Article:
Bishop Ian Gray’s & Archbishop Samuel Prakash’s 2015 Christmas Messages


St Katherine’s

December 2015

My Dear friends

When our famous Lincolnshire poet Alfred Lord Tennyson put poetry into the tongues of the bells he was living at a time when the world enjoyed comparative peace, yet he wrote of “ancient forms of party strive” and “the faithful coldness of the times.” What was true then is a thousand times truer now, for we see now rampant secularism, liberalising and political correctness poisoning the very springs of our national life, and society has grown increasingly cold towards God.

The result is the world as we see it today. If it were not for the faithful few holding the bastions of Christendom against the onrush of political materialism, there would be little hope for the survival of Christian institutions. It may well be that we who keep the true faith Catholic and Apostolic with the past are holding the last thin strip of country that stands between civilisation and anarchy.

Do not be afraid of our small numbers in the Traditional Anglican Church in Britain. When you stand to fight and defend the Kingdom of God, you fight on the side of the great army of martyrs that have gone before us. It is not the first time in history or will it be the last, that Christianity has stood its ground against almost seemingly overwhelming odds. Let this, above all else be your New Year resolution: to hold on to your own personal strip of ground for Christendom.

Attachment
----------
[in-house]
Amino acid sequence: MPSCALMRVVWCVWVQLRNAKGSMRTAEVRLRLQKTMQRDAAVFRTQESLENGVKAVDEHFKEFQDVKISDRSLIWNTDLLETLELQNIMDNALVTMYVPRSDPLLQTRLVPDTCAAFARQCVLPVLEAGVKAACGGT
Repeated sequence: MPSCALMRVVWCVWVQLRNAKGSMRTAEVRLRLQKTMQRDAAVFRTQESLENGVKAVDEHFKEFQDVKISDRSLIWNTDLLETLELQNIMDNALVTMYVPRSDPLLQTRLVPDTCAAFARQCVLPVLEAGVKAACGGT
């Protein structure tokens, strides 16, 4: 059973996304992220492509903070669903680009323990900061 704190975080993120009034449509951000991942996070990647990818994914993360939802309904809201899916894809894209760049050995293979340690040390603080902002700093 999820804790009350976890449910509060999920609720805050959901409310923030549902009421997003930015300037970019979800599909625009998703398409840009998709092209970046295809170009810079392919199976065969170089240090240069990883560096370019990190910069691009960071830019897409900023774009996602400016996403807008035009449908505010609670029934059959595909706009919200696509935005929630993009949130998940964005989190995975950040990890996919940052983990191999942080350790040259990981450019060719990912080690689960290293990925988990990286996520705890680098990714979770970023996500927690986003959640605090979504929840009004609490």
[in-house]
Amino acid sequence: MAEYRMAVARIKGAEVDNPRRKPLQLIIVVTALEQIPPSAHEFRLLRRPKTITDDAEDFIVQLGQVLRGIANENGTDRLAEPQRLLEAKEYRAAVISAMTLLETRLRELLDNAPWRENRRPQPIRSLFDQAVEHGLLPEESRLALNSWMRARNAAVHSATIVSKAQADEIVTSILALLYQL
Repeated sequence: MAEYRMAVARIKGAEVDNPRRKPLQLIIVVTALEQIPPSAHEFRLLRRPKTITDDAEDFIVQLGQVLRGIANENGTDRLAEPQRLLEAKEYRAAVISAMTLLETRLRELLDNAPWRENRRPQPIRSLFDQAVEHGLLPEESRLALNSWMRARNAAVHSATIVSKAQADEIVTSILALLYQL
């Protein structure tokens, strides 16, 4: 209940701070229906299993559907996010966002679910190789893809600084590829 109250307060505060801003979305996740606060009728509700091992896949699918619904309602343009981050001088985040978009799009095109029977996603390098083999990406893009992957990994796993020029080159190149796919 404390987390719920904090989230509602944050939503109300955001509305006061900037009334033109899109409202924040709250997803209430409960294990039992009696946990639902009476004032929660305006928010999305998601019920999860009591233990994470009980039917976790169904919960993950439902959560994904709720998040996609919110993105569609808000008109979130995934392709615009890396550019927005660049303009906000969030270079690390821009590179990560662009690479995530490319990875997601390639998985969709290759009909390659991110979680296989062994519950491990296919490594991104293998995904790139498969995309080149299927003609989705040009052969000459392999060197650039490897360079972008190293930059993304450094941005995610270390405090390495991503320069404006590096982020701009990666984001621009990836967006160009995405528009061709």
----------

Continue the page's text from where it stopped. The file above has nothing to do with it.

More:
“Ring in the valiant man and free,
The larger heart, the kinder hand;
Ring out the darkness of the land,
Ring in Christ that is to be.”


I wish you all a Holy and Peaceful Christmas and Joyous New Year

In His Love




The blessing of God almighty be with you always to celebrate Christmas and New Year 2015

Christmas message 

The miracle of Christmas is that God chose to come be with us in Jesus Christ. While we may over-romanticize the stable where Jesus was born, we can know that this birthing place speaks volumes about God’s infinite courtesy towards all people. Jesus was born in an earthy, raw, smelly stable, not in a temple or royal palace. 

“Being born in such a place is God’s way of showing that Christ comes to us in all sorts of human conditions — earthy, smelly, broken and accomplished. No matter what we’ve done or haven’t done, God comes to be with us in Jesus Christ where we are in life, and out of his great love for all humanity.”

“It is so easy to belittle our human dignity, itself a gift from God, and attach the vices of our world to somehow being OK with God. Indeed, the ancients allowed their gods to be representatives of such vices, in other words to make it OK to forgo true human dignity and not accepting that God is love. 

“I pray that I and all of us who state we are Christian can kneel in humble prayer before the Christ Child and state: ‘You allow me to know how to be human, that your coming in a human body allows me to experience your divine person, that you are truly the Son of God who enters into the history of man and allows us to participate in the timeless reality of God the Father, The son and the Holy Spirit. 

“Your divine love coming into the world as a baby is irresistible and allows us the opportunity to initially experience God incarnate with love and joy. May I love you always, O  God at every moment, with all our heart, soul, mind, and strength.’ 

Yours in Christ 

Archbishop Samuel P. Prakash

Acting Primate TAC 

Metropolitan of Anglican Church of India (C.I.P.B.C)






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